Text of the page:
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on 27 May 2016
The book is a wonderful account of the 1948 war. It is very informative and a must read one. I really appreciate the way Benny Morris has accounted the beginning of the struggle to form the newly blossomed state of Israel.
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on 21 May 2011
I don't wish to begin my review by trashing the previous one so better to start by agreeing that 1948 is an excellent book, but not for the reasons stated of putting Israel in the dock. Just the opposite. The newly established israeli army fought a desperate battle to prevent arabs in Palestine from falling upon the jewish communities there and slaughtering them (10% of the army were killed during the war, definitely not fitting in with the usual mantra of israelis supposedly falling on the defenceless Palestine arab victims).
Haj Amin el Husseini the recognised leader of arabs in Palestine made no bones about this being a war of anihilation against the jews (he could be believed as he along with his top commanders had set up the Nazi Bosnian SS division that massacred thousands of jews and partisans alike:

likewise the head of the Arab League Azzam Pasha who said about the war, "This will be a war of extermination and a momentous massacre which will be spoken of like the Mongolian massacres and the Crusades".

Israel's defence forces might (like all other armies) have at times done some pretty unpleasant things in defending itself. But it was fighting firstly against murderous and uprovoked attacks by palestinian irregular forces and then against an invasion by 5 arab armies armed, supplied and in part led by officers of the British imperial army (The British Army never did have an investigation into its officers, nominally under the command of Jordan (under 'Jordanian' general Glubb Pasha) firing artillery point blank and indiscriminately into jewish civilian areas from the heights over Jerusalem).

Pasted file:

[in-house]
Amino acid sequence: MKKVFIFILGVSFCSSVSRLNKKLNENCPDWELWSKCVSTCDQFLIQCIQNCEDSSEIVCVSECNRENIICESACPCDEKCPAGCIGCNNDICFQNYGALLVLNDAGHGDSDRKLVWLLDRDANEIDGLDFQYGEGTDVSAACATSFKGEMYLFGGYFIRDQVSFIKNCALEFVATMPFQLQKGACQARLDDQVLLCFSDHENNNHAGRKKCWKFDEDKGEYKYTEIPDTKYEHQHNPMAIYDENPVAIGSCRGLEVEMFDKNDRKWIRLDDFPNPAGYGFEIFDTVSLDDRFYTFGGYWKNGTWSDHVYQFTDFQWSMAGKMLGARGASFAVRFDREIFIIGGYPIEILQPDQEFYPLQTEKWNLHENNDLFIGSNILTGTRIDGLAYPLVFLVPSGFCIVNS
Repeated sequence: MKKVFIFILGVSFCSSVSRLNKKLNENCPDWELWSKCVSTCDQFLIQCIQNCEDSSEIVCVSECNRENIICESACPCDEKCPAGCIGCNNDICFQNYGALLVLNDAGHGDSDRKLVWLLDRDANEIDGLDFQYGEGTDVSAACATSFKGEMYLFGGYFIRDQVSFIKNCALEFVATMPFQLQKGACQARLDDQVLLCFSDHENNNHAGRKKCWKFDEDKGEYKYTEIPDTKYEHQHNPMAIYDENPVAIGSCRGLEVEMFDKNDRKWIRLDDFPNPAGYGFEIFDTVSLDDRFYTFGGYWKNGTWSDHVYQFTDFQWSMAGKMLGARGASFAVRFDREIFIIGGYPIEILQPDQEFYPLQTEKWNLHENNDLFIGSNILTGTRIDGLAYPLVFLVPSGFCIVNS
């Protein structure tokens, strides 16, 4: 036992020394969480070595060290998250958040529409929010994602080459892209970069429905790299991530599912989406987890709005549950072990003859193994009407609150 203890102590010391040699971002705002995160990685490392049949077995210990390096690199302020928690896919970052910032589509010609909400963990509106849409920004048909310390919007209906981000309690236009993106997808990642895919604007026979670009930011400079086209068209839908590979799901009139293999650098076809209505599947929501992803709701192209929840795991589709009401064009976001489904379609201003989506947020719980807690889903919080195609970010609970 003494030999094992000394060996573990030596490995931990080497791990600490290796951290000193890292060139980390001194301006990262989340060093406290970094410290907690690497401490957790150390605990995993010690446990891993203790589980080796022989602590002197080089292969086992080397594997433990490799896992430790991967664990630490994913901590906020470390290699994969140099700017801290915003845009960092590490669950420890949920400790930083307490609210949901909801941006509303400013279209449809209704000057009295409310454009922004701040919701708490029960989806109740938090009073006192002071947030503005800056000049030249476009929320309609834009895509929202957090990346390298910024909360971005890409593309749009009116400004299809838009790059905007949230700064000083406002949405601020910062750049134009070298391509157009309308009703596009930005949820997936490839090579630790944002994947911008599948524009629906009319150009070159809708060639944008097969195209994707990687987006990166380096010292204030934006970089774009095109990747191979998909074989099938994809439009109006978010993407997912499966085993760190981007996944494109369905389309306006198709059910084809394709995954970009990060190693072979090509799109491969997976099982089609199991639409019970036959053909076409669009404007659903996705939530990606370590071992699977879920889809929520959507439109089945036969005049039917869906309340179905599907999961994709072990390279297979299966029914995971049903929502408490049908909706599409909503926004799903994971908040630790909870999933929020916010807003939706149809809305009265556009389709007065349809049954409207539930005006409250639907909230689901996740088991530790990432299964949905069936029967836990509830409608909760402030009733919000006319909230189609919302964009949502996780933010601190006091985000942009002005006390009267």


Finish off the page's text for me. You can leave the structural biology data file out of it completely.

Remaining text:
Benny Morris being the consummate historian he is does not gloss over failings on the jewish side, but if any lesson is to be taken from this book, it is that despite the jews being attacked throughout the country from the moment the UN decided to partion Palestine (a pogrom took place in jerusalem the day after the Nov 30th 1947 decision and in the Jaffa area jews were taken off buses and slaughtered by Palestine arabs) even before the jewish state was established the Israelis did not reply until forced to do so in April 1948. The Haganah contented itself with its traditional policy of 'restraint' or 'Havalagah' which meant simply defending its towns and villages without counter-attacking.

This policy did not lead to moderation on the part of the arabs of Palestine but rather allowed them to think they could strangle Israel even before the British army left in May 1948. Increased attacks meant that the jewish areas of the city of Jerusalem were constantly being cut off along with its water supply. The supply route from Tel-Aviv was highly dangerous and many jews were killed in the convoys that brought food to Jerusalem. It should be remembered that before May 1948 the British army was responsible for security in Palestine yet it refused to protect the convoys and confiscated arms from the jewish guards trying to protect it. The results were hundreds of dead and wounded jews just on this route alone. The remains of attacked convoys can be seen along the road from Tel-Aviv to Jerusalem to this day.